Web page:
Long boots and half boots, Hessians, Hussar, top boots, and for the ladies, low cut shoes or pumps – if you wanted them in the age of Hornblower, you went to the corner of Piccadilly and St James’s Street and the establishment of George Hoby, boot maker to George III. The king was not alone. The Iron Duke thought so much of the man that he worked with the bookmaker to modify a Hessian boot a bit higher up than was standard, and so created the Wellington.
Which gave him particular interest in the battles the Iron Duke was waging in Spain. He was fitting the Duke of Kent when news of the victory at Vittoria came in. “If Lord Wellington had had any other bootmaker than myself, he never would have had his great and constant successes; for my boots and prayers bring his lordship out of all his difficulties.” Continue reading →
Philippe Duc d’Orleans had the dubious distinction of being Louis XIV’s younger brother. It was not a position to be envied. Having the Grand Monarque as a sibling must have been trying sometimes in the extreme, but Monsieur, as Philippe was always called, had a way of getting out of the tedium of his proximity to power: he was gay.
In fact Monsieur was so very far out of the closet, in a place and at a time, when the “Italian vices” were punishable in all sorts of barbaric ways, that it staggers the mind now both that Monsieur could pursue his way of life relatively unobstructed, or that it was so often recorded by memoirists. We know that his brother Louis detested homosexuality, and yet he seems to have tolerated it in his brother, of whom, we understand, he was very fond. Continue reading →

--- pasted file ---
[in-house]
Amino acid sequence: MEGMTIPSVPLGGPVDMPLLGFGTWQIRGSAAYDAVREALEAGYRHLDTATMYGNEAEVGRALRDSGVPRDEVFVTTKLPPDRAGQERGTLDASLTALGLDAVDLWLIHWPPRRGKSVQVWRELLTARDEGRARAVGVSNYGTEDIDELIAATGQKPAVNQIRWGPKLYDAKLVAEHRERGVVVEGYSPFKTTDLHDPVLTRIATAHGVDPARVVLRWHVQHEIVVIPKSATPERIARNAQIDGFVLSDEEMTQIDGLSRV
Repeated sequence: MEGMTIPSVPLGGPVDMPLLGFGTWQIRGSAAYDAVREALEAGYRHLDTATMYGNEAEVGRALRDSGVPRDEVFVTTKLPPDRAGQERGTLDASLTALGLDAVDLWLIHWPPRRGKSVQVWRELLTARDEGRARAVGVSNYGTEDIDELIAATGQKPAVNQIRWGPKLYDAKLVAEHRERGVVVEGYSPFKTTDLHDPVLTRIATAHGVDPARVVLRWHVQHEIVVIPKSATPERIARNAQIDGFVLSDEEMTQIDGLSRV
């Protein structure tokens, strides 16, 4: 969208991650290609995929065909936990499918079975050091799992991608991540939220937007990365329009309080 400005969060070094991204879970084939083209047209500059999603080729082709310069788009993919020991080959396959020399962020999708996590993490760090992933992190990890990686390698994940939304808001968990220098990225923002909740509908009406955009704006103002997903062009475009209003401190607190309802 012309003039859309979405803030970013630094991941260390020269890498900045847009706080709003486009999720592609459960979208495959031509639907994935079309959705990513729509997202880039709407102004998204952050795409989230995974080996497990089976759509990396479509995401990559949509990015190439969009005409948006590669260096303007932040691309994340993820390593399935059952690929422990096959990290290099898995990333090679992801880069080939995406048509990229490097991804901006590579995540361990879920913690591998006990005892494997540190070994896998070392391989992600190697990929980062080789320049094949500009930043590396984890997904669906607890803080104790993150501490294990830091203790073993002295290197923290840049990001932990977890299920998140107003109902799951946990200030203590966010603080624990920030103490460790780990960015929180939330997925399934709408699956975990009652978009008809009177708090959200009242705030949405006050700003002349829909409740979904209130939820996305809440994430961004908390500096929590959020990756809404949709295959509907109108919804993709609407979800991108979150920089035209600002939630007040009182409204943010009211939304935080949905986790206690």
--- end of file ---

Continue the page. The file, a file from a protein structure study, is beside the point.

“It will come as a shock to every Englishman who has studied in Montmartre to know that the famous Bibi la Puree has been locked up for forgetting to pawn some clothes of a brother bohemian and putting them on himself. The downfall of this strange character, with his long hair and historical looking clothes, dates from the night when poor Paul Verlaine, the decadent poet, took him home and housed him for a few days. The poor fellow came back severely stricken with poet mania and has never done a stroke of work since, and never will. I believe he belongs to one of the most aristocratic families in France.”
The Sketch: A Journal of Art and Actuality, Volume 38, May 7, 1902